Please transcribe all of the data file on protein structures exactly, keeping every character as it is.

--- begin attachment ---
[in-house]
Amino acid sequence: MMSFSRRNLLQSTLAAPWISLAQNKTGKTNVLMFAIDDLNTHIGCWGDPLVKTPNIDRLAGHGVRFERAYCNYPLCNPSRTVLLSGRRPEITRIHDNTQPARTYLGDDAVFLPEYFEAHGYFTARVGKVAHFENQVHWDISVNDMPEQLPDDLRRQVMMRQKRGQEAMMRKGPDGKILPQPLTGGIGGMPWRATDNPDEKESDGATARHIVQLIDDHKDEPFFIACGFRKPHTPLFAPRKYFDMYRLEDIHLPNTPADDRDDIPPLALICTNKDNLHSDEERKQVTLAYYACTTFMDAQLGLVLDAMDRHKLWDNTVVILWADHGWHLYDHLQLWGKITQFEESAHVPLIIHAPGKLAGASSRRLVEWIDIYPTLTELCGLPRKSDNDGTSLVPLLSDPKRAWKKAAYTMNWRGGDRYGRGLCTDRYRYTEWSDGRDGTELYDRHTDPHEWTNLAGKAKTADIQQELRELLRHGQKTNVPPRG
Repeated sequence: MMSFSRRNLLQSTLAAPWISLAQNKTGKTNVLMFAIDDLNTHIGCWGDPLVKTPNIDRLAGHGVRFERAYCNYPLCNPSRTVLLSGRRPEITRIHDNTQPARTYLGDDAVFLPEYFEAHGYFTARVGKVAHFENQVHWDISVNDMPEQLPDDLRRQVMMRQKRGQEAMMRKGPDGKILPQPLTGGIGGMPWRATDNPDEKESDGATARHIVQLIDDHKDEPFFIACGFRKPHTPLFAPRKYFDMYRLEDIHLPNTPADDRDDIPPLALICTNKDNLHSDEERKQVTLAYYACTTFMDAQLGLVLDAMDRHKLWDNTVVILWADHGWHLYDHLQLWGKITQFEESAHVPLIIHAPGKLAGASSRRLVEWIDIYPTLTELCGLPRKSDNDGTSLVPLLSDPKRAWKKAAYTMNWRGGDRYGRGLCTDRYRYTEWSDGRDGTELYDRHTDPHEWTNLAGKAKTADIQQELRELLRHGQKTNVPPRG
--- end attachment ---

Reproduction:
[in-house]
Amino acid sequence: MMSFSRRNLLQSTLAAPWISLAQNKTGKTNVLMFAIDDLNTHIGCWGDPLVKTPNIDRLAGHGVRFERAYCNYPLCNPSRTVLLSGRRPEITRIHDNTQPARTYLGDDAVFLPEYFEAHGYFTARVGKVAHFENQVHWDISVNDMPEQLPDDLRRQVMMRQKRGQEAMMRKGPDGKILPQPLTGGIGGMPWRATDNPDEKESDGATARHIVQLIDDHKDEPFFIACGFRKPHTPLFAPRKYFDMYRLEDIHLPNTPADDRDDIPPLALICTNKDNLHSDEERKQVTLAYYACTTFMDAQLGLVLDAMDRHKLWDNTVVILWADHGWHLYDHLQLWGKITQFEESAHVPLIIHAPGKLAGASSRRLVEWIDIYPTLTELCGLPRKSDNDGTSLVPLLSDPKRAWKKAAYTMNWRGGDRYGRGLCTDRYRYTEWSDGRDGTELYDRHTDPHEWTNLAGKAKTADIQQELRELLRHGQKTNVPPRG
Repeated sequence: MMSFSRRNLLQSTLAAPWISLAQNKTGKTNVLMFAIDDLNTHIGCWGDPLVKTPNIDRLAGHGVRFERAYCNYPLCNPSRTVLLSGRRPEITRIHDNTQPARTYLGDDAVFLPEYFEAHGYFTARVGKVAHFENQVHWDISVNDMPEQLPDDLRRQVMMRQKRGQEAMMRKGPDGKILPQPLTGGIGGMPWRATDNPDEKESDGATARHIVQLIDDHKDEPFFIACGFRKPHTPLFAPRKYFDMYRLEDIHLPNTPADDRDDIPPLALICTNKDNLHSDEERKQVTLAYYACTTFMDAQLGLVLDAMDRHKLWDNTVVILWADHGWHLYDHLQLWGKITQFEESAHVPLIIHAPGKLAGASSRRLVEWIDIYPTLTELCGLPRKSDNDGTSLVPLLSDPKRAWKKAAYTMNWRGGDRYGRGLCTDRYRYTEWSDGRDGTELYDRHTDPHEWTNLAGKAKTADIQQELRELLRHGQKTNVPPRG